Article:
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Hands-on with the Columbia Omni-Heat Thermal Electric jacket

There are a few battery-powered electric jackets on the market today, but none quite like this one. Most come with a bulky heating pad-like insert and run off of heavy D-cell batteries that are less-than-innovative. When popular sportswear brand Columbia (well-loved here in Oregon for its hometown status) decided to take its electric heating technology (which has been in boots for a few years already) to jackets, they brought in experts to create the perfect Columbia-specific battery and built the jackets from the ground up. The result is a truly innovative take on how to stay warm during the winter months, whether you’re on the sideline at a football game or hitting the slopes on the mountain. 

We got a chance to get some hands-on experience with the Columbia Omni-Heat Thermal Electric Circuit Breaker Softshell ($850, available for men and women), which is one of five electric jacket designs for men and three for women. We got a full walk-through of the technology with Columbia representatives and wore the jacket out and about for several weeks so we could bring you our thoughts on what you need to know about the design, specs, and functionality. Before we get into our own thoughts, however, we will explain the basics of just how this technology works. 

The Technology

From the outside, the Circuit Breaker Softshell looks like any other high-end winter jacket. The jacket is made from a waterproof, breathable stretch softshell material that is fully seam-sealed and the insulated jacket features waterproof zippers, a removable and adjustable storm hood, underarm venting, a drawcord-adjustable hem, three outer pockets, and an inner security pocket. To start off the heating technology, the interior of the jacket is lined with silver thermal reflective Omni-Heat fabric that uses tiny dots to reflect your own body heat (and the electric heat) back at your body. The interior of the jacket features two pockets (one on either side at waist level) that hold the components of the electric heating.

There is a very small “brain” that helps the batteries trade off heating duty, as well as two lithium-ion polymer batteries that are about the size of a rectangular flip phone. The batteries, which are rechargeable via the accompanying AC adapter or any USB port, are thicker than an iPhone but a little bit smaller in size. These batteries are the power source for the heat in the jacket, but they do not actually heat up at all. The heated part of the jacket is actually flexible carbon fiber circuitry that is integrated into the fabric of the jacket. When you do turn the batteries of the jacket on, that flexible circuitry provides comfortable heat across the lower half of the back of the jacket as well as at the wrists.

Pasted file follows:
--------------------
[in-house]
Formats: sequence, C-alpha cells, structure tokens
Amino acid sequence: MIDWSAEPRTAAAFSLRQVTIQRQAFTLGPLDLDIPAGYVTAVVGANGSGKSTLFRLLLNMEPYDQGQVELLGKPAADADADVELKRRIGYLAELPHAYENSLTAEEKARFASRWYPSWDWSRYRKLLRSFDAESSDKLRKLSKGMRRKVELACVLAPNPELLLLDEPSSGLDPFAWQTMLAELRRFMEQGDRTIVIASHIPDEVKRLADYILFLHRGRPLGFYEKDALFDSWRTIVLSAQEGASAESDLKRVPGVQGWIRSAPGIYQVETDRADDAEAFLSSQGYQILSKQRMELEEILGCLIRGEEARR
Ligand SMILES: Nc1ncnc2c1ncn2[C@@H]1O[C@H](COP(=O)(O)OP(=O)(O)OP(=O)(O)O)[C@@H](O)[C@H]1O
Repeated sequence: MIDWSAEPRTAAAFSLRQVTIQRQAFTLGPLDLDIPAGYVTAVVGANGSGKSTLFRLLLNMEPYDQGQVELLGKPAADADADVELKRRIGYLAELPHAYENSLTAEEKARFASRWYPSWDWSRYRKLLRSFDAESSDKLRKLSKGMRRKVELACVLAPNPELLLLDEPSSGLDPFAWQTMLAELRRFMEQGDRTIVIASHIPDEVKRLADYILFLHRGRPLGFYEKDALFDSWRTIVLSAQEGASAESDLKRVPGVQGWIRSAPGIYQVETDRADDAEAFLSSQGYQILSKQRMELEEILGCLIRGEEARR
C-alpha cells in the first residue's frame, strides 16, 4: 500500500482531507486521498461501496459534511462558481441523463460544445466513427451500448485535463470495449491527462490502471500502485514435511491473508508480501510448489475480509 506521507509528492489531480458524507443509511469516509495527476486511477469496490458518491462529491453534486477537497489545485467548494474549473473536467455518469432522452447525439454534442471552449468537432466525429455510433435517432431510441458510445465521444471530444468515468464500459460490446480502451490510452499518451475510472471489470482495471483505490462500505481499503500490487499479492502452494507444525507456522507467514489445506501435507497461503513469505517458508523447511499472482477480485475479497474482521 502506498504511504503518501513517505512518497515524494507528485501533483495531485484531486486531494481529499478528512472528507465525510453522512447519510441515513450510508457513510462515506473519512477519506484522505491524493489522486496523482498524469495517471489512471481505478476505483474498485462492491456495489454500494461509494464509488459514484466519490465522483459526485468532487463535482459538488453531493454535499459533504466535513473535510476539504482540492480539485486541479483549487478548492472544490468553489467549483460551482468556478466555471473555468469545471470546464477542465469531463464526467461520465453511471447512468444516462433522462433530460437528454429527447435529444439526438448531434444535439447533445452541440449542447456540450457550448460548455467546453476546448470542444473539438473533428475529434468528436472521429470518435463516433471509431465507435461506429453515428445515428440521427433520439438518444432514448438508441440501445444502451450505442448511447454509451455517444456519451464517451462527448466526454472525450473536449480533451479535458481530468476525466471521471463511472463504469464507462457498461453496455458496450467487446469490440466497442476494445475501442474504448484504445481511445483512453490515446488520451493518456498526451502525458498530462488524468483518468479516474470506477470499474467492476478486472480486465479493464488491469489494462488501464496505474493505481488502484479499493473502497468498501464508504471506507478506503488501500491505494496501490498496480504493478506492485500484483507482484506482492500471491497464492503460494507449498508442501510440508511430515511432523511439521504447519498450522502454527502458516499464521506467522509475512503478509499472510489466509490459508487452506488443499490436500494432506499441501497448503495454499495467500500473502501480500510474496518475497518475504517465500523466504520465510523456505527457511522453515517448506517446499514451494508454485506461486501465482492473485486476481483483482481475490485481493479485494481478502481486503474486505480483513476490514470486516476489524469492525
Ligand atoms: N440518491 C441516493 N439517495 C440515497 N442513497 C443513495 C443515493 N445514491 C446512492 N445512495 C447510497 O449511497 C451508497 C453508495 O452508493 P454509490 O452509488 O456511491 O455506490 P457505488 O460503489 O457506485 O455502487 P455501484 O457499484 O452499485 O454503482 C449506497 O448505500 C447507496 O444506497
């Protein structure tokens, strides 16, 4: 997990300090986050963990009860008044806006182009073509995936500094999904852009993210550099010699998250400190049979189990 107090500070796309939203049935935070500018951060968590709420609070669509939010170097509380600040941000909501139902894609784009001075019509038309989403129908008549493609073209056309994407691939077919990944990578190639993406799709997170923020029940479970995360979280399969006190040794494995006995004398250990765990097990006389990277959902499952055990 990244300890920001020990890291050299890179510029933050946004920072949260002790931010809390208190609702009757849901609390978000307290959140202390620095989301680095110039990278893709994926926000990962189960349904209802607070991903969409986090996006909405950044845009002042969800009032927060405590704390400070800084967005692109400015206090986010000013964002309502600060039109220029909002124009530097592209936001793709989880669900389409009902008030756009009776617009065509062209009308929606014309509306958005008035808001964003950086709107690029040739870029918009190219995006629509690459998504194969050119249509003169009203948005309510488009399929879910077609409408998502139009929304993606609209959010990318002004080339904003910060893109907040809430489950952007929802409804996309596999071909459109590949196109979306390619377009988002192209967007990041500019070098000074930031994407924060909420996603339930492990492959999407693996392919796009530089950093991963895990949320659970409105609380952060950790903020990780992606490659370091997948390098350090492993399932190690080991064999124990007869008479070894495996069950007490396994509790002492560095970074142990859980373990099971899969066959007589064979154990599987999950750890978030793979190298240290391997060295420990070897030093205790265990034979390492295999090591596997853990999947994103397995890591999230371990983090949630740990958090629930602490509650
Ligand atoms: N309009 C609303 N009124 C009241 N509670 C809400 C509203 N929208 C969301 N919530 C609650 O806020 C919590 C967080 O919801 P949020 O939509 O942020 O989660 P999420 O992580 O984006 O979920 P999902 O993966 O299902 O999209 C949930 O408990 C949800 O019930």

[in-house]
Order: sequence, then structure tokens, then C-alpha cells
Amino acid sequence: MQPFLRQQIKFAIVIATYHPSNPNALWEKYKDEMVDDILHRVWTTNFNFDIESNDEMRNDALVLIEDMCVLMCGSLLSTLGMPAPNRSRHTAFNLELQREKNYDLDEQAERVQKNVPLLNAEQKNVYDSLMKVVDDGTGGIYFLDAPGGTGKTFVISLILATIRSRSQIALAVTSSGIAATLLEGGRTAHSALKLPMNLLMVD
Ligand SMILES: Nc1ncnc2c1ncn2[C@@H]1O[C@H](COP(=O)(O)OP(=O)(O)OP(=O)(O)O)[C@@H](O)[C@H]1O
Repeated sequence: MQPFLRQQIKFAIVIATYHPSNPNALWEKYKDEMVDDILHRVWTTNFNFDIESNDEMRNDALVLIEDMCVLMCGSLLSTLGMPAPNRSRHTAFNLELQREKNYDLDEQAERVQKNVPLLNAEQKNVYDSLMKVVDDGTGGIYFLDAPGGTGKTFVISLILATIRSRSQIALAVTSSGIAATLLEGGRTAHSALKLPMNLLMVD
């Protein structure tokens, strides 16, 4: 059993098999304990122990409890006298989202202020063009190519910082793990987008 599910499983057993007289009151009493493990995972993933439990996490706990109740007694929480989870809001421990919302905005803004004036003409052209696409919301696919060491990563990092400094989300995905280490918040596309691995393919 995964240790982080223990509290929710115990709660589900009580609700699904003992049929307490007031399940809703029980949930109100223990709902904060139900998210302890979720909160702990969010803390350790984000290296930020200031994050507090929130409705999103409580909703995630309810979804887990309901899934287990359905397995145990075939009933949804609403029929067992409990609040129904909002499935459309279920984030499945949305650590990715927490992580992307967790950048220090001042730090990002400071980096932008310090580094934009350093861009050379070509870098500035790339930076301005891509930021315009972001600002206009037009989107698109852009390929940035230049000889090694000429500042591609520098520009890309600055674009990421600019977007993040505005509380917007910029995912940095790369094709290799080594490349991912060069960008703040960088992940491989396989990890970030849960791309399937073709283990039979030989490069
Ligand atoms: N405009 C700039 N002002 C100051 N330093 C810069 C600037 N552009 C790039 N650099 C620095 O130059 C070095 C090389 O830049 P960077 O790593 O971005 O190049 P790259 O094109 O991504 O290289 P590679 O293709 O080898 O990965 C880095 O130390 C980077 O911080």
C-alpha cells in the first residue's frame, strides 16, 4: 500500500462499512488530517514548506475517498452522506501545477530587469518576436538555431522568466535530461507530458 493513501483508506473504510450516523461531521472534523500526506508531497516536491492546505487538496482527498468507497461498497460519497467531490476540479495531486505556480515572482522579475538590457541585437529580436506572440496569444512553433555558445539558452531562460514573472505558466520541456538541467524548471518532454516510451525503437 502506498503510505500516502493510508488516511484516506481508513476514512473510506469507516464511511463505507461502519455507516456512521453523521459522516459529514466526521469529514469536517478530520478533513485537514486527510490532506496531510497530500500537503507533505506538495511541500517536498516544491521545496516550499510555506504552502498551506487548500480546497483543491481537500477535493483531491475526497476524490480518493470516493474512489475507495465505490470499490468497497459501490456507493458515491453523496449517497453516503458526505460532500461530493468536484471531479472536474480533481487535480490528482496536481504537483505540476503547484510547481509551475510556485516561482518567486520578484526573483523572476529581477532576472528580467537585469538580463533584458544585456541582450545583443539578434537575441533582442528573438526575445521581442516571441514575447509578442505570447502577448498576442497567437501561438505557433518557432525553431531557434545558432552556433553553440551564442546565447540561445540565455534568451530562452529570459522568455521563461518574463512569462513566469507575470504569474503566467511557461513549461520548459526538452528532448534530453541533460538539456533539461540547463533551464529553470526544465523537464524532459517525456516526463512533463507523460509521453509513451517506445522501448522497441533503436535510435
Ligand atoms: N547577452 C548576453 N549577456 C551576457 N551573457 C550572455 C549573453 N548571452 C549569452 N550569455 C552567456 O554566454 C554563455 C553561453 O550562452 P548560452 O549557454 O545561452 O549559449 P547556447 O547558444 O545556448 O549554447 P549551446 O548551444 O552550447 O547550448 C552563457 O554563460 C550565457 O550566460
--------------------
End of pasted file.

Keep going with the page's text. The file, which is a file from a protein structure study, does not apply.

One of the benefits of the flexible circuitry is that once the batteries are removed from the jacket, it can be washed and worn like any normal jacket without any hassle or concern. The power of the jacket is controlled by an easy-to-use, waterproof controller button on the right-side-chest of the outside of the jacket. Press the button for three seconds and the button will glow red, indicating that it is now on the highest heating level. Press the button again and once more to cycle through to yellow (medium) and green (low) settings. While the glowing light will definitely tell others that you are wearing a jacket with extra cool factor, if you’d rather blend in you can hold the button for 10 seconds to go into “Stealth Mode” where the light will fade off. 

How well does it work?

In our own hands-on experience, we found that the Omni-Heat Electric jacket performed impressively on all fronts. Sure, there are a few things that we might like to change or improve on, but overall the jacket kept us warm and comfortable, even in cold temperatures and winds. There’s a little more to it than that, so we’ll explain exactly what we liked and didn’t like about our experience with Columbia’s Omni-Heat Electric. 

Right off the bat we could tell that the jacket was a well-made high-quality softshell with or without the electric technology. While we’re betting that the flexible carbon fiber circuitry is mostly responsible for the $850 price tag, Columbia didn’t skimp on the rest of the details either. Everything about the jacket feels durable and sturdy, from the waterproof zippers to the general exterior fabrication. We mostly liked the feel of the jacket once we put it on as well. The jacket is made a bit heavier by the batteries and though we think Columbia put them in the right place (at the waist), the cellphone-shaped batteries are definitely noticeable. We found that we got used to the small amount of added bulk pretty quickly and the general form-fitting shape is flattering and comfortable.